An older concept of NASH pathogenesis, the so-called “two-hit” hypothesis of Day and James [58], proposed that hepatocyte TG accumulation resulting from metabolic imbalance (obesity, IR and diabetes) is what leads to steatosis (the “first hit”) and that the lipid-laden liver is then vulnerable to injurious processes (“second hit” insults) such as cytokines and oxidative stress [58, 59]. Damaged and dying hepatocytes and/or recruited and activated inflammatory cells, such as Kupffer cells, generate other signals (cytokines, growth factors, and oxidative stress) which activate scar-forming hepatic stellate cells with resultant development of liver fibrosis and cirrhosis [60, 61]. While this older concept has been useful for focusing attention on proinflammatory and profibrotic mechanisms in fatty liver disease, it does not account for why the majority of cases of simple steatosis do not progress to NASH or cirrhosis and it fails to take into account the cytotoxic and proinflammatory properties of several lipid species. Thus, a more encompassing concept about NASH pathogenesis considers that the profile of lipid molecules in NASH differs from that of simple steatosis, acknowledging that TG is a nontoxic safe storage form of lipid in tissues such as the liver but that other molecules (candidates include free fatty acids (FFA), toxic sphingophospholipids-like ceramide, diacylglycerides (DAG), free cholesterol, and oxysterol metabolites) could mediate tissue injury directly, a process termed “lipotoxicity” [62]. Lipotoxicity is also favoured as the major pathway for pancreatic beta cell injury in T2D [6266] and as part of the process of atherogenesis and cardiac toxicity with metabolic syndrome [62].

4.1. Mechanism of Steatosis

Accumulation of fat in the liver represents an imbalance in hepatic lipid turnover. The liver plays a pivotal role in lipid metabolism. It takes up circulating free fatty acids and other lipids that arise from intestinal uptake/dietary sources, from lipolysis of peripheral storage sites (adipose tissue) and de novo synthesis (lipogenesis). The liver then exports the lipid for storage in adipose stores as triglyceride-rich very low density lipoproteins (VLDL). The mechanisms potentially contributing to hepatic steatosis are summarised in Figure 1.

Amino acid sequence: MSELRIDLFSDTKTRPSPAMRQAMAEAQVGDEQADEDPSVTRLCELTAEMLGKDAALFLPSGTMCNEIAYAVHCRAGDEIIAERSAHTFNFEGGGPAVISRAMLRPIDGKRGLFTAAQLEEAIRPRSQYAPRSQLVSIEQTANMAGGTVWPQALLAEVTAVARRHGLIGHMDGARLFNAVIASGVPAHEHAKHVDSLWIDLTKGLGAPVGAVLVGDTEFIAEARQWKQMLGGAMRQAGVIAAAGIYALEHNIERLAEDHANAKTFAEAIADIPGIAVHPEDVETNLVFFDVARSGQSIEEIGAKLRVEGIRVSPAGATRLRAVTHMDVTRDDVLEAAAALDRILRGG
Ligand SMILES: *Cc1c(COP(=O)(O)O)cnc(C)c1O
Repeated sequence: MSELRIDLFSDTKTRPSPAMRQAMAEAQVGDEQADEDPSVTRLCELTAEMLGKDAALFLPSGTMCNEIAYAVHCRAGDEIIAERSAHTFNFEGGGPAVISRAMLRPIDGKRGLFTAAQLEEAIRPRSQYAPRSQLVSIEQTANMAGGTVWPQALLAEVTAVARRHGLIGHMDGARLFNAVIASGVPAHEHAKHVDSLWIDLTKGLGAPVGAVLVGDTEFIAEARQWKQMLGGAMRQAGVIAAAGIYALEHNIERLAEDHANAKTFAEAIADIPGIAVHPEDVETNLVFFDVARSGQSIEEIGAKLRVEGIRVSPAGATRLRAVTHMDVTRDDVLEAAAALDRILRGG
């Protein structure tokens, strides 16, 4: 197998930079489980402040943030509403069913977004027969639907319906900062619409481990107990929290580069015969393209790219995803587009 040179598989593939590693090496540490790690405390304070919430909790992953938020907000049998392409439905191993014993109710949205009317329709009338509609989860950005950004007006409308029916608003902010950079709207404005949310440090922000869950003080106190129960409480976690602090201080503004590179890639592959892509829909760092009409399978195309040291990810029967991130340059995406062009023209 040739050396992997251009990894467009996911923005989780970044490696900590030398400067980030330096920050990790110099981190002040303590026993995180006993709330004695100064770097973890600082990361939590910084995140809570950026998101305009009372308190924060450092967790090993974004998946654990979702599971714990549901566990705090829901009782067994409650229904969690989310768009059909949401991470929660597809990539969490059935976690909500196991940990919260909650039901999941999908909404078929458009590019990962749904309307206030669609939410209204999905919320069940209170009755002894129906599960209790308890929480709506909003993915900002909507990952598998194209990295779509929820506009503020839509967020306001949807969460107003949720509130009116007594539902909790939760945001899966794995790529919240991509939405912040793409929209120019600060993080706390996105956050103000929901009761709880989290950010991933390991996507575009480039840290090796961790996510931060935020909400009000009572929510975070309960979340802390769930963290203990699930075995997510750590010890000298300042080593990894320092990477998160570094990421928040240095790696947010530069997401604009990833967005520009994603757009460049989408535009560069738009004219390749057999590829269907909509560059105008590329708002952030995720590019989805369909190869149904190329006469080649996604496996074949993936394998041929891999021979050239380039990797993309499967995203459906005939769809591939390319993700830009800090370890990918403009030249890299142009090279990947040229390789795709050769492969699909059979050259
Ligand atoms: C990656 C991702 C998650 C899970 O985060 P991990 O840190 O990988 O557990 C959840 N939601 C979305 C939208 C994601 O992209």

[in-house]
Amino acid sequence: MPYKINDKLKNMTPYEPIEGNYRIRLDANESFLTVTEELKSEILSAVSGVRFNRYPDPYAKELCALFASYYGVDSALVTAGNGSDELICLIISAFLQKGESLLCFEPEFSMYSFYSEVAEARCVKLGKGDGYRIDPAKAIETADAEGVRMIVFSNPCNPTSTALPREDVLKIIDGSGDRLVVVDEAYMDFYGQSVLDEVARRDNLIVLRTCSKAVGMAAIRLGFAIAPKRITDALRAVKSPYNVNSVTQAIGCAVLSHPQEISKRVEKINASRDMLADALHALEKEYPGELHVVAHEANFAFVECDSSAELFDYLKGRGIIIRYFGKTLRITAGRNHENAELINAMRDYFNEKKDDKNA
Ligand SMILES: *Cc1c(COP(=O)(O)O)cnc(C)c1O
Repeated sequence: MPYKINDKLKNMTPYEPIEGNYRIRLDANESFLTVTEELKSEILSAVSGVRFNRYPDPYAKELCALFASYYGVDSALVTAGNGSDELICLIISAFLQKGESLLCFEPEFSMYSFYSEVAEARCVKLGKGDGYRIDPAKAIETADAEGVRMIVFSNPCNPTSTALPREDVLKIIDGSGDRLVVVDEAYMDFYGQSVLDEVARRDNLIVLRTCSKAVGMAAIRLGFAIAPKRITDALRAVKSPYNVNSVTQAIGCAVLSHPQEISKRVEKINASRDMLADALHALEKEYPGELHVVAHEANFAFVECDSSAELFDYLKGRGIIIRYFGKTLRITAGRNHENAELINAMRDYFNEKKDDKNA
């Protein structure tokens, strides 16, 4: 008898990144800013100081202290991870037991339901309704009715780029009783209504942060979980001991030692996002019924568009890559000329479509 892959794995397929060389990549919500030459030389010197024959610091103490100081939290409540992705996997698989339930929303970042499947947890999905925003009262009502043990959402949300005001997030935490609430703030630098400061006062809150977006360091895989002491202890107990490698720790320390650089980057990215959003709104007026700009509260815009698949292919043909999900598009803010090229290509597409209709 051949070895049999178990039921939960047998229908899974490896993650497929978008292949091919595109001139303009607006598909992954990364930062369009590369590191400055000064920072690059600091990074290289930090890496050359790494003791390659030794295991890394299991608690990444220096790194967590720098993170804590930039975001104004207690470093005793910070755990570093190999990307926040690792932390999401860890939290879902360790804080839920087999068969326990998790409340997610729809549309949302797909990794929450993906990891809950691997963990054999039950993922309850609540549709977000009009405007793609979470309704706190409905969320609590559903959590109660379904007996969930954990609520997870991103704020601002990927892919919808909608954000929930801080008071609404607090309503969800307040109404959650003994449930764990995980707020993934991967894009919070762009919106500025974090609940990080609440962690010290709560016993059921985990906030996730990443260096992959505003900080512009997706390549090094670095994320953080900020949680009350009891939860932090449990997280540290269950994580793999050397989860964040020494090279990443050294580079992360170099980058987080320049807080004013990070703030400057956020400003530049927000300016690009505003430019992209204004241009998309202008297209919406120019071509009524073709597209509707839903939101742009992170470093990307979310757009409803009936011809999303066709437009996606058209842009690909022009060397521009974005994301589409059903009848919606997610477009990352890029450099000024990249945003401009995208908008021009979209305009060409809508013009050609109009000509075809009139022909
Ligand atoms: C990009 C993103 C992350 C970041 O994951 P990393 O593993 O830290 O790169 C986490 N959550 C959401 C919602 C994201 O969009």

Steatosis occurs when FFA supply to the liver (from dietary intake, peripheral lipolysis, and de novo lipogenesis) exceeds hepatic FFA elimination (via oxidation, re-esterification, and excretion as very low density lipoproteins (VLDL)). These pathways have recently been reviewed and will only be discussed briefly here [11, 12, 26, 67]. Kinetic studies indicate that approximately 75% of hepatic lipids (TAG/TG) in obese patients with NAFLD comes from peripheral sites (60% from nonesterified free fatty acids from lipolysis and 15% from diet), with approximately 25% arising from de novo lipogenesis [68]. The latter process is governed by several nuclear transcription factors that are activated by insulin (in the case of sterol regulatory element binding proteins (SREBP)1 and 2) and glucose (in the case of carbohydrate-responsive sterol regulatory element binding protein (ChREBP)1) [11, 12, 69]. Both SREBP1 and ChREBP activate fatty acid synthase (FAS), the rate limiting step in biosynthesis of long chain fatty acids, while SREBP2 regulates cholesterol biosynthesis. These pathways provide a partial explanation why insulin resistance and premetabolic syndrome (which is hyperinsulinemia and glucose intolerance) are strongly associated with steatosis. A more important contribution may come from dysregulation or “failure” of peripheral adipose tissue storage sites leading to store excess energy as TG, to abnormal lipid partitioning to the liver and other nonphysiological storage sites like muscles [12].

Several studies have clearly indicate that the development of NAFLD and of metabolic syndrome is more closely linked to the pattern of fat distribution than to total body fat. In particular, central (or visceral) adiposity is strongly implicated in the development of both hepatic steatosis and metabolic syndrome [17, 60, 70]. Clinical studies have also highlighted the adverse contribution of visceral adipose tissue (VAT) to the metabolic and liver complications of overweight/obesity [48, 71]. Similarly, in ob/ob (leptin deficient) mice, which are hyperphagic, develop insulin resistance and have severe steatosis [48], an adiponectin transgene (which restored normal serum adiponectin levels) expanded subcutaneous adipose and worsened obesity, but improved metabolic indices, such as glycemic control, in association with amelioration of NAFLD [72]. In other murine experiments, using C57B/6 mice, Tran et al. found transplanting subcutaneous adipose tissue (SAT) to a VAT location, or to a lesser extent to another SAT location, improved insulin sensitivity and reduced body weight of recipient animals. This indicates possible intrinsic physiological difference in the adipocytes between the two sites [47].